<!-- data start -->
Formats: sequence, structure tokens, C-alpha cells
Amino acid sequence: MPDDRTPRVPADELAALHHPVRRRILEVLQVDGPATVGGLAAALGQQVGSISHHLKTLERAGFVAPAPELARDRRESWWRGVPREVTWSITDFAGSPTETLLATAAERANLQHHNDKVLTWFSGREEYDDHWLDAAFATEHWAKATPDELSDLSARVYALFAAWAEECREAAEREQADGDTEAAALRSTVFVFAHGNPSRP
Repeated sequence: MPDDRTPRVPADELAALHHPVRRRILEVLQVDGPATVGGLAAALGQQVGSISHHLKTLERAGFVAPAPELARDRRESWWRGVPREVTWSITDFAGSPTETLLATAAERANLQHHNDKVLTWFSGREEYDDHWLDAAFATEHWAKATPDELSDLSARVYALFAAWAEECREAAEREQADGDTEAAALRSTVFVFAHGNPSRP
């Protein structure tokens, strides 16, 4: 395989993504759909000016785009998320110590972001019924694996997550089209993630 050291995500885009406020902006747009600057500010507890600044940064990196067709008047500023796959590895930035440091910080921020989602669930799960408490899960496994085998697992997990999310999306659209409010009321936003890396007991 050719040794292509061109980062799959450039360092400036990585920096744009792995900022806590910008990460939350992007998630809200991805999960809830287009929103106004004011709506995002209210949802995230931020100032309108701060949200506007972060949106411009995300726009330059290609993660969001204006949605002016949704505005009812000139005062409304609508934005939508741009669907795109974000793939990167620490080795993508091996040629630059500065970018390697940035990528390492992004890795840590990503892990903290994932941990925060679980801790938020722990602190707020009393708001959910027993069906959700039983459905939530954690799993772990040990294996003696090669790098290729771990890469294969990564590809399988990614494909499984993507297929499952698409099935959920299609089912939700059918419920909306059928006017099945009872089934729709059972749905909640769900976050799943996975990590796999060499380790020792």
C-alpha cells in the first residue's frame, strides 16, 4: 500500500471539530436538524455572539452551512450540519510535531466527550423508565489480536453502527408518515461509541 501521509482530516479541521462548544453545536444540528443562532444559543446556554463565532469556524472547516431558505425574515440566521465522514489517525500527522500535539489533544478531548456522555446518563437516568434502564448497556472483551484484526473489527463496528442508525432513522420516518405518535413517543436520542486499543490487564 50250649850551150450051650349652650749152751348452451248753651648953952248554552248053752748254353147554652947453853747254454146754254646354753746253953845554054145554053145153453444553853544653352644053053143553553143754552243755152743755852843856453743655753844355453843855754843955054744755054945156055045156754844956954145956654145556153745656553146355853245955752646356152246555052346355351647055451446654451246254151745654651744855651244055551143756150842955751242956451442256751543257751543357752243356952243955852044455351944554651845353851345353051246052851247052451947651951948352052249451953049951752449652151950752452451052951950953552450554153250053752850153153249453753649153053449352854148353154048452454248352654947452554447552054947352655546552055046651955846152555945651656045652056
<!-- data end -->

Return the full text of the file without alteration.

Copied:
Formats: sequence, structure tokens, C-alpha cells
Amino acid sequence: MPDDRTPRVPADELAALHHPVRRRILEVLQVDGPATVGGLAAALGQQVGSISHHLKTLERAGFVAPAPELARDRRESWWRGVPREVTWSITDFAGSPTETLLATAAERANLQHHNDKVLTWFSGREEYDDHWLDAAFATEHWAKATPDELSDLSARVYALFAAWAEECREAAEREQADGDTEAAALRSTVFVFAHGNPSRP
Repeated sequence: MPDDRTPRVPADELAALHHPVRRRILEVLQVDGPATVGGLAAALGQQVGSISHHLKTLERAGFVAPAPELARDRRESWWRGVPREVTWSITDFAGSPTETLLATAAERANLQHHNDKVLTWFSGREEYDDHWLDAAFATEHWAKATPDELSDLSARVYALFAAWAEECREAAEREQADGDTEAAALRSTVFVFAHGNPSRP
């Protein structure tokens, strides 16, 4: 395989993504759909000016785009998320110590972001019924694996997550089209993630 050291995500885009406020902006747009600057500010507890600044940064990196067709008047500023796959590895930035440091910080921020989602669930799960408490899960496994085998697992997990999310999306659209409010009321936003890396007991 050719040794292509061109980062799959450039360092400036990585920096744009792995900022806590910008990460939350992007998630809200991805999960809830287009929103106004004011709506995002209210949802995230931020100032309108701060949200506007972060949106411009995300726009330059290609993660969001204006949605002016949704505005009812000139005062409304609508934005939508741009669907795109974000793939990167620490080795993508091996040629630059500065970018390697940035990528390492992004890795840590990503892990903290994932941990925060679980801790938020722990602190707020009393708001959910027993069906959700039983459905939530954690799993772990040990294996003696090669790098290729771990890469294969990564590809399988990614494909499984993507297929499952698409099935959920299609089912939700059918419920909306059928006017099945009872089934729709059972749905909640769900976050799943996975990590796999060499380790020792």
C-alpha cells in the first residue's frame, strides 16, 4: 500500500471539530436538524455572539452551512450540519510535531466527550423508565489480536453502527408518515461509541 501521509482530516479541521462548544453545536444540528443562532444559543446556554463565532469556524472547516431558505425574515440566521465522514489517525500527522500535539489533544478531548456522555446518563437516568434502564448497556472483551484484526473489527463496528442508525432513522420516518405518535413517543436520542486499543490487564 50250649850551150450051650349652650749152751348452451248753651648953952248554552248053752748254353147554652947453853747254454146754254646354753746253953845554054145554053145153453444553853544653352644053053143553553143754552243755152743755852843856453743655753844355453843855754843955054744755054945156055045156754844956954145956654145556153745656553146355853245955752646356152246555052346355351647055451446654451246254151745654651744855651244055551143756150842955751242956451442256751543257751543357752243356952243955852044455351944554651845353851345353051246052851247052451947651951948352052249451953049951752449652151950752452451052951950953552450554153250053752850153153249453753649153053449352854148353154048452454248352654947452554447552054947352655546552055046651955846152555945651656045652056